Think About Nothing
A rare, quiet night. No baseball games. No practices. No school/parish/community related events. I finished leading the ten-week series on Catholicism last night. Wonderful experience that I’ll have to write about one day.
After four days at work laden with meetings tomorrow my schedule is free of them (though I’ve still plenty to do).
I mowed. I played with Buster and the kiddos. I relaxed. Too much actually. I don’t think I’ll make it to 10:30. Before shutting down this computer I came across this quote written on a piece of paper and placed on my desk. I scribbled it down a few years ago but had forgotten about it.
The eternity of God is his length; his love is his breadth; his power is his height, and his wisdom is his depth. – The Cloud of Unknowing
Somewhere in this house and my shelves of books I’m certain I have this one. Somewhere. Maybe. But the quote put me in the mode of thinking of lazy, summer reads and what I want to tackle this summer. While I haven’t figured that out yet I do know I’ll be reading at least one of Henry Van Dyke’s books. Last summer I scored a major coup when I found eight volumes of his essays and poetry at our downtown used bookstore for $7 each. Published between 1895 and 1910 if I recall correctly these books are the perfect, lazy summer read. Henry loved to fish, and while I don’t I can appreciate how that pasttime influenced his easy and approachable prose.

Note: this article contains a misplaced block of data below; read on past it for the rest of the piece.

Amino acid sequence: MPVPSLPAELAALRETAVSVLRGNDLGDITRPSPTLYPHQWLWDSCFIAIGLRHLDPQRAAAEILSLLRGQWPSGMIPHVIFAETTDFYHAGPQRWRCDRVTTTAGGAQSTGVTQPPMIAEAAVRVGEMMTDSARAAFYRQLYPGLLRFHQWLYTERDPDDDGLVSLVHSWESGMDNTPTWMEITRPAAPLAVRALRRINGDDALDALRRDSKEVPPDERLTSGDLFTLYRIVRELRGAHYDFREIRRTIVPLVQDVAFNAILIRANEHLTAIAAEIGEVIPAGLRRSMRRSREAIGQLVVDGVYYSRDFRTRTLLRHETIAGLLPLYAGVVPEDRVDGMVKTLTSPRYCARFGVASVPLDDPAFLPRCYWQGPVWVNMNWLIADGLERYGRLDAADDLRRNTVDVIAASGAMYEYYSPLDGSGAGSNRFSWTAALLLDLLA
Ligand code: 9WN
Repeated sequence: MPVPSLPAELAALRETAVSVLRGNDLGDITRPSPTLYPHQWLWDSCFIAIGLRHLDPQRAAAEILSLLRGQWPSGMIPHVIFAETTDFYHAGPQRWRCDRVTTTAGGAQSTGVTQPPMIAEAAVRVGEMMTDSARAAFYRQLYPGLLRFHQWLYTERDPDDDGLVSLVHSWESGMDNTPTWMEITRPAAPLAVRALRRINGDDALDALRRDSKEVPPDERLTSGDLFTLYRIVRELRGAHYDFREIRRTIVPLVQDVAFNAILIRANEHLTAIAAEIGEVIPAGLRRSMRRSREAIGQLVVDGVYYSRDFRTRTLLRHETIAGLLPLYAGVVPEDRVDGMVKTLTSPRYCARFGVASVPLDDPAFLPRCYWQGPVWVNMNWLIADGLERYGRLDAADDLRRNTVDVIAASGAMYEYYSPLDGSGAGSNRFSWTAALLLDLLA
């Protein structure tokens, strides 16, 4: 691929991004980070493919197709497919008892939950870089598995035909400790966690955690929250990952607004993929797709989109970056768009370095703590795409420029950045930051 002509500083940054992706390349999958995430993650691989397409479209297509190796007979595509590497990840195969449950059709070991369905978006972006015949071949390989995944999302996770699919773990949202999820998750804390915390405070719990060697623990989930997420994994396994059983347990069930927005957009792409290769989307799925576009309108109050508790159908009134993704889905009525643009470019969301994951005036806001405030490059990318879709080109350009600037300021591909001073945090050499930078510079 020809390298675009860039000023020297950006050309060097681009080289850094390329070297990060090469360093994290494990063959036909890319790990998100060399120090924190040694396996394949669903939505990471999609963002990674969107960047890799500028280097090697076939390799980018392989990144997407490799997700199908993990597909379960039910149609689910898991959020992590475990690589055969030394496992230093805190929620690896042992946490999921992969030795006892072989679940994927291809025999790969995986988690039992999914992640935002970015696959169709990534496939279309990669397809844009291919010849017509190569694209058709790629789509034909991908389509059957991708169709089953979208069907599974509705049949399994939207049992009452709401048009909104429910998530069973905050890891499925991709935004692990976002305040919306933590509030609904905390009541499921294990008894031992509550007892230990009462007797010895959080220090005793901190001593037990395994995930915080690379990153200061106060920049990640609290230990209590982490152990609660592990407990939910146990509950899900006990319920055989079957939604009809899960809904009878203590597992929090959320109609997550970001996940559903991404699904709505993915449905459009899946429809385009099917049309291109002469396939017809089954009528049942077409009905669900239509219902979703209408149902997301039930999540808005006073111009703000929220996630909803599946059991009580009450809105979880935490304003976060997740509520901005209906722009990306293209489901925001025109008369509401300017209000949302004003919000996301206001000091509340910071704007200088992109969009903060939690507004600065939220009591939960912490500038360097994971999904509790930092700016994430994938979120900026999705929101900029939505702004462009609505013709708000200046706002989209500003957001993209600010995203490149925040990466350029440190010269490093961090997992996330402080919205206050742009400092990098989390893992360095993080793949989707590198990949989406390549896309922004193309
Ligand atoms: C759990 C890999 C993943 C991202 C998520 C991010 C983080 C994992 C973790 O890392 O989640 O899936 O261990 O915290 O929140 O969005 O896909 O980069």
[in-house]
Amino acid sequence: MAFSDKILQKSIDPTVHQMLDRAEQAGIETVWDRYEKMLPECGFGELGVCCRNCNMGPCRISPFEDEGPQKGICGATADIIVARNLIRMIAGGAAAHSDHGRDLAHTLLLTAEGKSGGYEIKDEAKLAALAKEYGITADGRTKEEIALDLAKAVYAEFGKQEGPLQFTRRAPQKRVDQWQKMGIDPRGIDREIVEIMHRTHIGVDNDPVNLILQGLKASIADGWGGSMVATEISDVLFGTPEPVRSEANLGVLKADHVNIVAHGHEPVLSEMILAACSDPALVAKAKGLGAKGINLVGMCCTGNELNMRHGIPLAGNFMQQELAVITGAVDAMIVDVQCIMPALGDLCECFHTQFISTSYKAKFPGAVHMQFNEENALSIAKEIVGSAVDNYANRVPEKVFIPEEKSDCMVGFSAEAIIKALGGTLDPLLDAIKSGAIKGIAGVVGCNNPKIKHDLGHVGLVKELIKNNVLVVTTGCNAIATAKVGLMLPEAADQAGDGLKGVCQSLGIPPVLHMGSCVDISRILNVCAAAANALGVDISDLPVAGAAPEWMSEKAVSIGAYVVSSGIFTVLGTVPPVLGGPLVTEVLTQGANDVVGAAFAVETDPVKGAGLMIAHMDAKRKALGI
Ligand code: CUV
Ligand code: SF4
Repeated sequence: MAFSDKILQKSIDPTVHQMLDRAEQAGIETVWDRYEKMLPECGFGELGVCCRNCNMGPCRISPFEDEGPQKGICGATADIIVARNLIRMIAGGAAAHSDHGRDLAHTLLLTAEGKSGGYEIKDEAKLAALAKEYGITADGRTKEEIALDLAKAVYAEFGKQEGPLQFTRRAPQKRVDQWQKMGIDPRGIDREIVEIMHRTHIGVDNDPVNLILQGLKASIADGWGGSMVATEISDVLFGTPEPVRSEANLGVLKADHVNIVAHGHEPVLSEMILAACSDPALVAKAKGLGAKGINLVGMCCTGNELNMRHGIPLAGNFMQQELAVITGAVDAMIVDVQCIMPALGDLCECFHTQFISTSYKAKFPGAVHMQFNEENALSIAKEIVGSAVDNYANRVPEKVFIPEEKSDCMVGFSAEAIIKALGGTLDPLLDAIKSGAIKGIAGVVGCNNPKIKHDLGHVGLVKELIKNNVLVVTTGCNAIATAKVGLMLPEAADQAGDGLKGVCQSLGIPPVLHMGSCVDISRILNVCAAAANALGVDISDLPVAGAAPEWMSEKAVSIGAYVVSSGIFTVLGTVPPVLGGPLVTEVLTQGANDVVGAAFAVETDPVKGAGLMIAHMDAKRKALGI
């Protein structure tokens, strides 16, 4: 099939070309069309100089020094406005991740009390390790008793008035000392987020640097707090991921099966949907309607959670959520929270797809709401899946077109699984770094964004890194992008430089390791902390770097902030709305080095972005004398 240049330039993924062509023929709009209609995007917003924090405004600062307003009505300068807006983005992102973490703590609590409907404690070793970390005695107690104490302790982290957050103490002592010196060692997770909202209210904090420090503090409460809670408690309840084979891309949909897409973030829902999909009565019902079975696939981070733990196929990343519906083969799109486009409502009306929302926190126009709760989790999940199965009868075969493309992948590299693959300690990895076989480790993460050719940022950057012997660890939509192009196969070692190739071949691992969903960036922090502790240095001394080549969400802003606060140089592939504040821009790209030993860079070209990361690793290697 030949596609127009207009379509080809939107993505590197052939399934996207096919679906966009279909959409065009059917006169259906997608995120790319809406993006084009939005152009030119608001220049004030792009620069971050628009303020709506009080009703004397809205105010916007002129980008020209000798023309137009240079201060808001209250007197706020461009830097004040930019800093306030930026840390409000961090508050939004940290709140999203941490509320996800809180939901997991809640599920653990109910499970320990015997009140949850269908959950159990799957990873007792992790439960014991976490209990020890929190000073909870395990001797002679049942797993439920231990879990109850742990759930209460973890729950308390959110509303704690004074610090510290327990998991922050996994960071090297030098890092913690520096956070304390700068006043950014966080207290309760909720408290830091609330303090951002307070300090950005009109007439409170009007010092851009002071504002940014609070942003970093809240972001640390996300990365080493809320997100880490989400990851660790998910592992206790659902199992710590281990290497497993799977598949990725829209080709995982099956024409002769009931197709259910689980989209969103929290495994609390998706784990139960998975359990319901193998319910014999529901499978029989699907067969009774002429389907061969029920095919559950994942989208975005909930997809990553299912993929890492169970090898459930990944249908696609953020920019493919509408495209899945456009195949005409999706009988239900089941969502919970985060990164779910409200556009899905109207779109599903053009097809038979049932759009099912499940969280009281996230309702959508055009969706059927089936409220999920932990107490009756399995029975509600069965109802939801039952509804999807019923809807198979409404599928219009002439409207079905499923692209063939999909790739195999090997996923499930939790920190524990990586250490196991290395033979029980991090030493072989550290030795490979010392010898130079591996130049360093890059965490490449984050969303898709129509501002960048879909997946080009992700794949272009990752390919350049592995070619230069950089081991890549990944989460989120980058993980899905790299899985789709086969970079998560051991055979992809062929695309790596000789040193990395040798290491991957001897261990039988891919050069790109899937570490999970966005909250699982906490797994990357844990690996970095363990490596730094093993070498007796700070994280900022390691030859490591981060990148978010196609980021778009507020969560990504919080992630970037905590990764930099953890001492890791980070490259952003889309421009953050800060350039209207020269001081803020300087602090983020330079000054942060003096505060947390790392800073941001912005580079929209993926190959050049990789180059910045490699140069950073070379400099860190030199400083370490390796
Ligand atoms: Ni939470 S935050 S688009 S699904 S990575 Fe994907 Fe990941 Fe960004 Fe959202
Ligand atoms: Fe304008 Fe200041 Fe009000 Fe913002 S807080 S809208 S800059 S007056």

What will you be reading this summer?
What a charm there is in watching a swift stream! The eye never wearies of following its curls and eddies, the shadow of the waves dancing over the stones, the strange, crinkling lines of sunlight in the shallows. There is a sort of fascination in it, lulling and soothing the mind into a quietude which is even pleasanter than sleep, and making it almost possible to do that of which we so often speak, but which we never quite accomplish—“think about nothing.”
From the short story “The Ristigouche from a Horse-Yacht” in the collection Little Rivers, by Henry Van Dyke, 1895.